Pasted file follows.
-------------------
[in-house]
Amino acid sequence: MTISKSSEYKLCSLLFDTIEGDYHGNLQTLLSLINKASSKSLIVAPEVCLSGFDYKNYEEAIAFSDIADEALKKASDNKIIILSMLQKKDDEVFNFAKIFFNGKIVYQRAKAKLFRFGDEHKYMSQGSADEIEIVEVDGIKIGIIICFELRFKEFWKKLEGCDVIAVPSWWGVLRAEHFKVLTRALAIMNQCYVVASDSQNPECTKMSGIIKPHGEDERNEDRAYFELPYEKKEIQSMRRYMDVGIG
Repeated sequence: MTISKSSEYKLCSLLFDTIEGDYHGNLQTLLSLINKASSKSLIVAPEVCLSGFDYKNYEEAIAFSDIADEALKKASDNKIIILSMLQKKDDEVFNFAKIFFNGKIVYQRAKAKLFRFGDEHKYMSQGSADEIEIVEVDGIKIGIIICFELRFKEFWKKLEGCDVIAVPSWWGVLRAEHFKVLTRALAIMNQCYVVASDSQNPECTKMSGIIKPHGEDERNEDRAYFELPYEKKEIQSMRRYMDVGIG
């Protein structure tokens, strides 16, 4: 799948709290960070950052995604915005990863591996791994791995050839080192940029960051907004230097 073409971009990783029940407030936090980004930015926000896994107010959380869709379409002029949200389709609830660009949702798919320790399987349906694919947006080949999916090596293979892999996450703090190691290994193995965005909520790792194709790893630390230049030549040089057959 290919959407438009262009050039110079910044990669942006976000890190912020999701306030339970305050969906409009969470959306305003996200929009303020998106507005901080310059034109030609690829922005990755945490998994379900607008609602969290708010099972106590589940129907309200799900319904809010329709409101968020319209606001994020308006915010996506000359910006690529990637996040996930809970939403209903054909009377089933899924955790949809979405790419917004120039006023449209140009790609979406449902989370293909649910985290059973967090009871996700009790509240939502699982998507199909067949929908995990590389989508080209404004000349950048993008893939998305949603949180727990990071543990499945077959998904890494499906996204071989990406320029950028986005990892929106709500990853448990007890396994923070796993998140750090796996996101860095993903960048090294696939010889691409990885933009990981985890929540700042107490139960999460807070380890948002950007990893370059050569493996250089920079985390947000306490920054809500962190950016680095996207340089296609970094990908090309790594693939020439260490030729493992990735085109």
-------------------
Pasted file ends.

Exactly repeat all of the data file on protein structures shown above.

[in-house]
Amino acid sequence: MTISKSSEYKLCSLLFDTIEGDYHGNLQTLLSLINKASSKSLIVAPEVCLSGFDYKNYEEAIAFSDIADEALKKASDNKIIILSMLQKKDDEVFNFAKIFFNGKIVYQRAKAKLFRFGDEHKYMSQGSADEIEIVEVDGIKIGIIICFELRFKEFWKKLEGCDVIAVPSWWGVLRAEHFKVLTRALAIMNQCYVVASDSQNPECTKMSGIIKPHGEDERNEDRAYFELPYEKKEIQSMRRYMDVGIG
Repeated sequence: MTISKSSEYKLCSLLFDTIEGDYHGNLQTLLSLINKASSKSLIVAPEVCLSGFDYKNYEEAIAFSDIADEALKKASDNKIIILSMLQKKDDEVFNFAKIFFNGKIVYQRAKAKLFRFGDEHKYMSQGSADEIEIVEVDGIKIGIIICFELRFKEFWKKLEGCDVIAVPSWWGVLRAEHFKVLTRALAIMNQCYVVASDSQNPECTKMSGIIKPHGEDERNEDRAYFELPYEKKEIQSMRRYMDVGIG
């Protein structure tokens, strides 16, 4: 799948709290960070950052995604915005990863591996791994791995050839080192940029960051907004230097 073409971009990783029940407030936090980004930015926000896994107010959380869709379409002029949200389709609830660009949702798919320790399987349906694919947006080949999916090596293979892999996450703090190691290994193995965005909520790792194709790893630390230049030549040089057959 290919959407438009262009050039110079910044990669942006976000890190912020999701306030339970305050969906409009969470959306305003996200929009303020998106507005901080310059034109030609690829922005990755945490998994379900607008609602969290708010099972106590589940129907309200799900319904809010329709409101968020319209606001994020308006915010996506000359910006690529990637996040996930809970939403209903054909009377089933899924955790949809979405790419917004120039006023449209140009790609979406449902989370293909649910985290059973967090009871996700009790509240939502699982998507199909067949929908995990590389989508080209404004000349950048993008893939998305949603949180727990990071543990499945077959998904890494499906996204071989990406320029950028986005990892929106709500990853448990007890396994923070796993998140750090796996996101860095993903960048090294696939010889691409990885933009990981985890929540700042107490139960999460807070380890948002950007990893370059050569493996250089920079985390947000306490920054809500962190950016680095996207340089296609970094990908090309790594693939020439260490030729493992990735085109």